Monthly Archives: December 2017

Poking Around in Scrivener 3’s Inspector

Scrivener’s Inspector has always been one of my favorite features. I usually keep it open because I often use Document Notes when I’m working on an article or scene. In version three, Literature and Latte decided to make some design and functionality changes for the Inspector. They’ve streamlined it and made it less clunky.

Let’s take a tour of the new Inspector and look at some before and after images so my sloppy explanation is clearer. NOTE: To see the images larger, click on them.

Previously, the Inspector’s header in Scrivener 2 looked like this:

Scrivener 2

 

From left to right you have: notes, references, keywords, metadata, snapshots, footnotes and comments, and the padlock.

In Scrivener 3, the header’s icons have a cleaner minimalist look:

Scrivener 3

 

From left to right you have: notes, references is now bookmarks, metadata, snapshots, and comments and footnotes. Keyword and the padlock icons have been ditched.

The footer in Scrivener 3 is where you can now find Label and Status.

When you clicked on Notes in Scrivener 2, the Inspector was divided into three panes–Synopsis, General, and Document Notes:

In Scrivener 3, we see a few changes:

First, the center pane is gone. General has been folded into Metadata. Label and Status, as I showed above, are now located at the footer. And here’s the cool part: you can expand Synopsis. It’s no longer fixed. If you’re wordy, like me, simply go to the edge of the index card and drag down the border, or click on the arrow on the notes pane to close it, and you’ll have a larger space to write on the index card.

Click on the bookmark icon and the third pane in Scrivener 2 changes to Document References The top two panes remain the same (Synopsis and General). In this version, you can close the these top two panes to have more room in the third pane.

In Scrivener 3, References has had a name change: Bookmarks. Instead of three panes, you have two. In the top pane, you can drag documents or external files. In the bottom pane, you’ll see the selected item.

In Scrivener 2, Keywords had a dedicated icon in the Inspector. The third pane changes to accommodate keywords.

Whereas in Scrivener 3, Keywords and General Metadata and Custom Metadata are included.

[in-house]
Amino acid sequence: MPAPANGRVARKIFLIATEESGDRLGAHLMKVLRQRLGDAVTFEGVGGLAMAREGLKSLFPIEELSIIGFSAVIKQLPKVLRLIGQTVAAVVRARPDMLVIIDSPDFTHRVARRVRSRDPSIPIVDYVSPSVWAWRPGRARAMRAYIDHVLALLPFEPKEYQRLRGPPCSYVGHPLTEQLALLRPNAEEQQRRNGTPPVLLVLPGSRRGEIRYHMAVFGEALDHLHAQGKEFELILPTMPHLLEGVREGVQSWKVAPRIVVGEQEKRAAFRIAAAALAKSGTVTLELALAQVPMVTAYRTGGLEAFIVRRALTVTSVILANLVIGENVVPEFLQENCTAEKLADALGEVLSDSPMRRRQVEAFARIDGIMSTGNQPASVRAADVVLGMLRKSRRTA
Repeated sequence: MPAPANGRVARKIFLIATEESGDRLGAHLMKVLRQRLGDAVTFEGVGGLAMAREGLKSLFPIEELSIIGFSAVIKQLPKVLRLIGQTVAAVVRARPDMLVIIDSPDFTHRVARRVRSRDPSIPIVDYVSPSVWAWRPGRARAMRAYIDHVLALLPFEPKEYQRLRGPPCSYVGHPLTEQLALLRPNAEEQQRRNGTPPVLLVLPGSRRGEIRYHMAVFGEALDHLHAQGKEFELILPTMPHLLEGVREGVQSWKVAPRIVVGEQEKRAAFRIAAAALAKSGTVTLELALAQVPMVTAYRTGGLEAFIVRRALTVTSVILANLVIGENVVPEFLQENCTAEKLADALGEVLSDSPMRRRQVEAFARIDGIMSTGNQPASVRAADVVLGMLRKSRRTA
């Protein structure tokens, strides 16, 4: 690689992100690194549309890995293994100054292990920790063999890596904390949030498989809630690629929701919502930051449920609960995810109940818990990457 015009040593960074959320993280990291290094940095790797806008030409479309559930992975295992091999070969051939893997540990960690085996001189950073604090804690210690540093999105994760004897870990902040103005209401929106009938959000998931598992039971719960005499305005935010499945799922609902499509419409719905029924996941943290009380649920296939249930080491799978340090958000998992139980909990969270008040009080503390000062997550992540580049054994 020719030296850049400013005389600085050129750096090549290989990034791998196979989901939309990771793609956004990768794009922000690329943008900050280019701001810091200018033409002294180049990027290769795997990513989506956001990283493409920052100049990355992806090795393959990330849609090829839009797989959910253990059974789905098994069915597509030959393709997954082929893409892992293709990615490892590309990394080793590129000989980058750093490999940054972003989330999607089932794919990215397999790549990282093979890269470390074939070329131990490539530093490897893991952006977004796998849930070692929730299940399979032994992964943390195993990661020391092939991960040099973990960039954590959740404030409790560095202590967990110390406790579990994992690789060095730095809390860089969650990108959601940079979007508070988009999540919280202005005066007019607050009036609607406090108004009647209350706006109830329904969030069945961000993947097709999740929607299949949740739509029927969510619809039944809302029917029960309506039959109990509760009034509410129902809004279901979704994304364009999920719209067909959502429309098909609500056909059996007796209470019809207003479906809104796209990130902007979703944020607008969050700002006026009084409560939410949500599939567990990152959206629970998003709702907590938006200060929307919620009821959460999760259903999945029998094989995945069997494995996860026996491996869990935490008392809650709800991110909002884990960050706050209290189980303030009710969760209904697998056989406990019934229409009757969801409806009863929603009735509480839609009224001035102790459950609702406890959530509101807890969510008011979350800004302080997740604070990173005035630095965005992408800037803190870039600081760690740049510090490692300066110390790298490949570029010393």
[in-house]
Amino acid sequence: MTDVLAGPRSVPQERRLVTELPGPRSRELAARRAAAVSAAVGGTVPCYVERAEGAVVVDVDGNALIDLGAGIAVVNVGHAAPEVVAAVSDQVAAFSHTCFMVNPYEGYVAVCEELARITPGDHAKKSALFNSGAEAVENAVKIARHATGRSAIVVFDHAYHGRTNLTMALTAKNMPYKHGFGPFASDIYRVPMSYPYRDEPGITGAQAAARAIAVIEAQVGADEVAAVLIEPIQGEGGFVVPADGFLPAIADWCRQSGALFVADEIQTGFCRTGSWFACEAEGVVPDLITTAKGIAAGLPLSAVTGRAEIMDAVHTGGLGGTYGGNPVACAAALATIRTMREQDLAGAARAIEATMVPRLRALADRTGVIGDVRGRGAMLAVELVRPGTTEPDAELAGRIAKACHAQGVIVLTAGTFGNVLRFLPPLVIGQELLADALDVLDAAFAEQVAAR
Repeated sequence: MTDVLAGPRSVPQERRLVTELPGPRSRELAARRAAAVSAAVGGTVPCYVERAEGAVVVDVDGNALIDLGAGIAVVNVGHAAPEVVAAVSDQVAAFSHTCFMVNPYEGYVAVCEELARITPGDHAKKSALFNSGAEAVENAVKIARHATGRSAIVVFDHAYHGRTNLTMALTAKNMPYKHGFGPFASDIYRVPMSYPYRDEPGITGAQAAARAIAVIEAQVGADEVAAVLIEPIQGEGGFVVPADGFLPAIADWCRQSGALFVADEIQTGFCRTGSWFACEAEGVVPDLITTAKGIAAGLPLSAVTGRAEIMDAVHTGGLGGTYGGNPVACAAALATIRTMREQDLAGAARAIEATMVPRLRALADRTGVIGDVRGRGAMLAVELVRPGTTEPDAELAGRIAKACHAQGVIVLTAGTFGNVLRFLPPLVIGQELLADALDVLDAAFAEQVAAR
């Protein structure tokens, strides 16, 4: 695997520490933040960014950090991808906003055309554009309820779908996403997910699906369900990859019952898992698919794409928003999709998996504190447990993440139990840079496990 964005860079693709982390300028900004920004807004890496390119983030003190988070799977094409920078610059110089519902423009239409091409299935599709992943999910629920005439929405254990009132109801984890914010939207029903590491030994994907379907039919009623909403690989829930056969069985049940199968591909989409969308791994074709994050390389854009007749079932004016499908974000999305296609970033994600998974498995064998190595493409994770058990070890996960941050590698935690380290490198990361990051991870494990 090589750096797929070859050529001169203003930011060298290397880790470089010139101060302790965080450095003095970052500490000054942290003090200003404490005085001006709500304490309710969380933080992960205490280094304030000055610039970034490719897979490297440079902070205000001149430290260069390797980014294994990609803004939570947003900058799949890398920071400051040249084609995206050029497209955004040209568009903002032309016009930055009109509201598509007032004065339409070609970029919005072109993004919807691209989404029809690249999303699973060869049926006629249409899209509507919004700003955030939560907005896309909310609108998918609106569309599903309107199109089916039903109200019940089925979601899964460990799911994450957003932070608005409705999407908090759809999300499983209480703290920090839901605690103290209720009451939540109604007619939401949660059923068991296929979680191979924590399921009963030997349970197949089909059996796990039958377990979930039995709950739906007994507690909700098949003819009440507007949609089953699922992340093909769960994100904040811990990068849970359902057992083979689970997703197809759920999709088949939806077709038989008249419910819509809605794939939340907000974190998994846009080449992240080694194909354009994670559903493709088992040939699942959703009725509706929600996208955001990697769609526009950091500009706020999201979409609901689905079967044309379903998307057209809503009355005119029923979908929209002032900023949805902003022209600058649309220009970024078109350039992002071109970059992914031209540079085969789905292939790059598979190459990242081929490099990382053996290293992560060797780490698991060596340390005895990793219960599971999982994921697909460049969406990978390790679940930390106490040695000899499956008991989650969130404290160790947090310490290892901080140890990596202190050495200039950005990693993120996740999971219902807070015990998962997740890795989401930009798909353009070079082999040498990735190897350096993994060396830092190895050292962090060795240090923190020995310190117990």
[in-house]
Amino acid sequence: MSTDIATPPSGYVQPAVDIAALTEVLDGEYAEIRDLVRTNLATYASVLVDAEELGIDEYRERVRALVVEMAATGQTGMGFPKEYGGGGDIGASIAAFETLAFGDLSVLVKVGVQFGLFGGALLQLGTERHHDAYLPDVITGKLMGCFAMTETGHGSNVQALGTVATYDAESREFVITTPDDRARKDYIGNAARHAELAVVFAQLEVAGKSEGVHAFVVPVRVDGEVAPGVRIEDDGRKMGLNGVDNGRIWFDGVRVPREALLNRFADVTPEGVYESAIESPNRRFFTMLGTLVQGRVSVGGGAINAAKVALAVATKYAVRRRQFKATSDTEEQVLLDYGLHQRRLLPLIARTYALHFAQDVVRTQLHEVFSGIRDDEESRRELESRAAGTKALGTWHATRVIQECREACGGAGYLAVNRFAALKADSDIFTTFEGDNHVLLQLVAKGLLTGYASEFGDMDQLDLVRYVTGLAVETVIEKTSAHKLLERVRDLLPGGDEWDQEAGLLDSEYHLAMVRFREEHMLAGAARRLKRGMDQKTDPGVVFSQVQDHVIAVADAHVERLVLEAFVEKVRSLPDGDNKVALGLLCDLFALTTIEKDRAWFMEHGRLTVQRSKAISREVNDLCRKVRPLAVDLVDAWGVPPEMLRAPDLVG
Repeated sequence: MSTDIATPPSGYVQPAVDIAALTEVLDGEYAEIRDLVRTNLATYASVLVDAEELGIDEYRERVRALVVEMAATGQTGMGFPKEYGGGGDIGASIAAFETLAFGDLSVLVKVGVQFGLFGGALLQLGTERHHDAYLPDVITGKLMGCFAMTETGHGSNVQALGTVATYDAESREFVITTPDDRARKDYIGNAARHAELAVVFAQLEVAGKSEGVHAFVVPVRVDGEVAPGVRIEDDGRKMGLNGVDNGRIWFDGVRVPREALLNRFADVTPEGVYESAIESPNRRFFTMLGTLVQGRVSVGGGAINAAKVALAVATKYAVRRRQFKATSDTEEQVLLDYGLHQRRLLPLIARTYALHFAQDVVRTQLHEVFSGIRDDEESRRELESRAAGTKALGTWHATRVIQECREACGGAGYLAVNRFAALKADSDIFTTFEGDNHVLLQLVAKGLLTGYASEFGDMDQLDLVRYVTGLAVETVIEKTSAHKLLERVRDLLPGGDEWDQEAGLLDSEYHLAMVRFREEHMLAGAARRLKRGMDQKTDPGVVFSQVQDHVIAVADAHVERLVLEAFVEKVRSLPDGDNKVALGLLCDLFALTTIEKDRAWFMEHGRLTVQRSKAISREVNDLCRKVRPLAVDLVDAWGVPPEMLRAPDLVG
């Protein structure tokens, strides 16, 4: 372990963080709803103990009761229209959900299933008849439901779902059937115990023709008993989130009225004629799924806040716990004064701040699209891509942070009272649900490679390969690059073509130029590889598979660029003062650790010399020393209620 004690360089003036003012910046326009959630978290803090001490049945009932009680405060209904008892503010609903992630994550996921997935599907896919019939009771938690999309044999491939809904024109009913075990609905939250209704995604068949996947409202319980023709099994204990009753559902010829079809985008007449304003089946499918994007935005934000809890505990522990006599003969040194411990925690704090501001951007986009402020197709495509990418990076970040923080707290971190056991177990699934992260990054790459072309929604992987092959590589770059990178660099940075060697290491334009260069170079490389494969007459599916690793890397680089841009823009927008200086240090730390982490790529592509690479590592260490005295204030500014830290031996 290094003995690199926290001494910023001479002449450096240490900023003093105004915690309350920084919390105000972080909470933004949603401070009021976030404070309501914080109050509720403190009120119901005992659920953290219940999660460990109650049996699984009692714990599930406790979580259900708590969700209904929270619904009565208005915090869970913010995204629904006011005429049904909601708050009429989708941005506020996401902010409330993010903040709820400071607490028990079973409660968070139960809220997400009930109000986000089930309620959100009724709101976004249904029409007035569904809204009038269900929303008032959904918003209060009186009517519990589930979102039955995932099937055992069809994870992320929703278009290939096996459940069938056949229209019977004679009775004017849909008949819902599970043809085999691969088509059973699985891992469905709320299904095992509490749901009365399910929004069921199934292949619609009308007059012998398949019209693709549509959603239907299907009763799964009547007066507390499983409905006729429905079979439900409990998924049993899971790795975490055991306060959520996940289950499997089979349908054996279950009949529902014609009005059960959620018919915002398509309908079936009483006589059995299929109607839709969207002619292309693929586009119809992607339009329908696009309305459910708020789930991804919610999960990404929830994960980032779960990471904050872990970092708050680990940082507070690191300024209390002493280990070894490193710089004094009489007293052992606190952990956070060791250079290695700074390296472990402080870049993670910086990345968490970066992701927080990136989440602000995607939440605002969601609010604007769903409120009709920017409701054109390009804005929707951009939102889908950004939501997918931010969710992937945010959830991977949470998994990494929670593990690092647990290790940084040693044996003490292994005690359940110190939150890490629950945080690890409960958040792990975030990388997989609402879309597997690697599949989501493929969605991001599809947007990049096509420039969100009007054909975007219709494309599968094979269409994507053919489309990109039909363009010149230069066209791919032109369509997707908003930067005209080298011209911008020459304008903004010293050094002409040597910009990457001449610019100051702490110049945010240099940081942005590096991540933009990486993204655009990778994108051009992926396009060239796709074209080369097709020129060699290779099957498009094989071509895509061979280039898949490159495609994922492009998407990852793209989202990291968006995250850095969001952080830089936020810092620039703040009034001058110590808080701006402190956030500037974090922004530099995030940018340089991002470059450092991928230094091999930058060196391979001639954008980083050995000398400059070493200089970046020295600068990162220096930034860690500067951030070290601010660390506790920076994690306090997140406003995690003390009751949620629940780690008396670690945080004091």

Note the difference in Scrivener 2:

Snapshots in Scrivener 3 has had a tiny facelift. The major difference in Scrivener 3 is that it has the title of the document and the pane below is shaded. See the differences below:

Scrivener 2

Scrivener 3

Comments & Footnotes in Scrivener 3 has a small design change the plus sign to add comment in Scrivener 2 has been replaced with a comment icon and the +fn has been relaced with cf.

Scrivener 3

Scrivener 2

And there you have it! Overall the changes are not that dramatic. I was slightly thrown off with the location change for Status and Label, but I like that it remains static when the Inspector is open.

Adverb Honing with Scrivener 3’s Linguistic Focus

Hello, my name is Simply Scrivener and I use adverbs often that would make Stephen King cringe. Well, that’s a fib. I was trying to come up with a clever way to get your attention and introduce Scrivener 3’s Linguistic Focus.

I don’t agree with Stephen King’s opinion about adverbs. Like most things in life I believe they can be used in moderation. Some writers—mostly novice scribes—tend to sprinkle adverbs like fairy dust throughout their prose.

Sometimes when you’re in deep writing mode and your story has carried you into a different world you tend not to notice when you’ve been generous with adverb usage. And that’s why Linguistic Focus is such a great tool because with a click of your mouse, you can see all your adverbs stand out in the spotlight.

To use Linguistic Focus go to Edit->Writing Tools->Lingusitic Focus. A window will open that allows you to select what part of speech you want to standout. There’s also a slider that fades your unselected text.

Here’s some text from a chapter, highlighting the adverbs I used:

Linguistic focus will never replace a good copyeditor, but it will help you trim your usage of adverbs or any other part of speech. It’s a good tool to use when you’re at the beginning of your revisions.

*H/T to Alan McGrath for catching to two grammatical errors. THANK YOU!